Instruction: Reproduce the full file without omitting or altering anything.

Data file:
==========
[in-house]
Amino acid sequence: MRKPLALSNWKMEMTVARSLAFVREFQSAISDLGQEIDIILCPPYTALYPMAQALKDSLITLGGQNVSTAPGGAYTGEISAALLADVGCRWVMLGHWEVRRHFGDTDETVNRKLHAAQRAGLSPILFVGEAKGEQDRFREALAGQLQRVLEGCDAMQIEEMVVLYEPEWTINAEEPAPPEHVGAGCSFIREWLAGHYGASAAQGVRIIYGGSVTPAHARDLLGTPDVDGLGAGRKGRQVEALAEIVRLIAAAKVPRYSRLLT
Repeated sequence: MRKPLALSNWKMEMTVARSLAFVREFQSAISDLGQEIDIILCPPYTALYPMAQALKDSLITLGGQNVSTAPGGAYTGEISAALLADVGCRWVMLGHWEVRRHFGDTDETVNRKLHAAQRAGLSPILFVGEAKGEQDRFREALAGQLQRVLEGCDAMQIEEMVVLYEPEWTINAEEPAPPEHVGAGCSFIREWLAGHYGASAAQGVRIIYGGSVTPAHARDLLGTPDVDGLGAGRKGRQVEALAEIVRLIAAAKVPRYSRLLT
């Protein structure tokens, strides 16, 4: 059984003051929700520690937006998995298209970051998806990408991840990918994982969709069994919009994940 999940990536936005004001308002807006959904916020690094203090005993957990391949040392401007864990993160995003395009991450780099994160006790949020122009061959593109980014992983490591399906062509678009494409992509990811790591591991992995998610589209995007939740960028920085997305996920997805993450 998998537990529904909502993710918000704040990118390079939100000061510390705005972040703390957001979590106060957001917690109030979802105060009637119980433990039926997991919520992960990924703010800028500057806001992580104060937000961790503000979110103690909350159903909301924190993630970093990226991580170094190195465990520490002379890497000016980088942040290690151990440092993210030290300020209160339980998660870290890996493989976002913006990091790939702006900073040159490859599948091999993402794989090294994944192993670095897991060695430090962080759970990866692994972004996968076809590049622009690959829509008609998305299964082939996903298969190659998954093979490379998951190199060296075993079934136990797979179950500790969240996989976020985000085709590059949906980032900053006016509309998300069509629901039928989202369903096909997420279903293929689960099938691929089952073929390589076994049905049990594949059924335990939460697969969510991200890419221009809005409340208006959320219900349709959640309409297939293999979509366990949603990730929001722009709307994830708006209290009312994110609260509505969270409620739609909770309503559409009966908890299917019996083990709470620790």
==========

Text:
[in-house]
Amino acid sequence: MRKPLALSNWKMEMTVARSLAFVREFQSAISDLGQEIDIILCPPYTALYPMAQALKDSLITLGGQNVSTAPGGAYTGEISAALLADVGCRWVMLGHWEVRRHFGDTDETVNRKLHAAQRAGLSPILFVGEAKGEQDRFREALAGQLQRVLEGCDAMQIEEMVVLYEPEWTINAEEPAPPEHVGAGCSFIREWLAGHYGASAAQGVRIIYGGSVTPAHARDLLGTPDVDGLGAGRKGRQVEALAEIVRLIAAAKVPRYSRLLT
Repeated sequence: MRKPLALSNWKMEMTVARSLAFVREFQSAISDLGQEIDIILCPPYTALYPMAQALKDSLITLGGQNVSTAPGGAYTGEISAALLADVGCRWVMLGHWEVRRHFGDTDETVNRKLHAAQRAGLSPILFVGEAKGEQDRFREALAGQLQRVLEGCDAMQIEEMVVLYEPEWTINAEEPAPPEHVGAGCSFIREWLAGHYGASAAQGVRIIYGGSVTPAHARDLLGTPDVDGLGAGRKGRQVEALAEIVRLIAAAKVPRYSRLLT
């Protein structure tokens, strides 16, 4: 059984003051929700520690937006998995298209970051998806990408991840990918994982969709069994919009994940 999940990536936005004001308002807006959904916020690094203090005993957990391949040392401007864990993160995003395009991450780099994160006790949020122009061959593109980014992983490591399906062509678009494409992509990811790591591991992995998610589209995007939740960028920085997305996920997805993450 998998537990529904909502993710918000704040990118390079939100000061510390705005972040703390957001979590106060957001917690109030979802105060009637119980433990039926997991919520992960990924703010800028500057806001992580104060937000961790503000979110103690909350159903909301924190993630970093990226991580170094190195465990520490002379890497000016980088942040290690151990440092993210030290300020209160339980998660870290890996493989976002913006990091790939702006900073040159490859599948091999993402794989090294994944192993670095897991060695430090962080759970990866692994972004996968076809590049622009690959829509008609998305299964082939996903298969190659998954093979490379998951190199060296075993079934136990797979179950500790969240996989976020985000085709590059949906980032900053006016509309998300069509629901039928989202369903096909997420279903293929689960099938691929089952073929390589076994049905049990594949059924335990939460697969969510991200890419221009809005409340208006959320219900349709959640309409297939293999979509366990949603990730929001722009709307994830708006209290009312994110609260509505969270409620739609909770309503559409009966908890299917019996083990709470620790």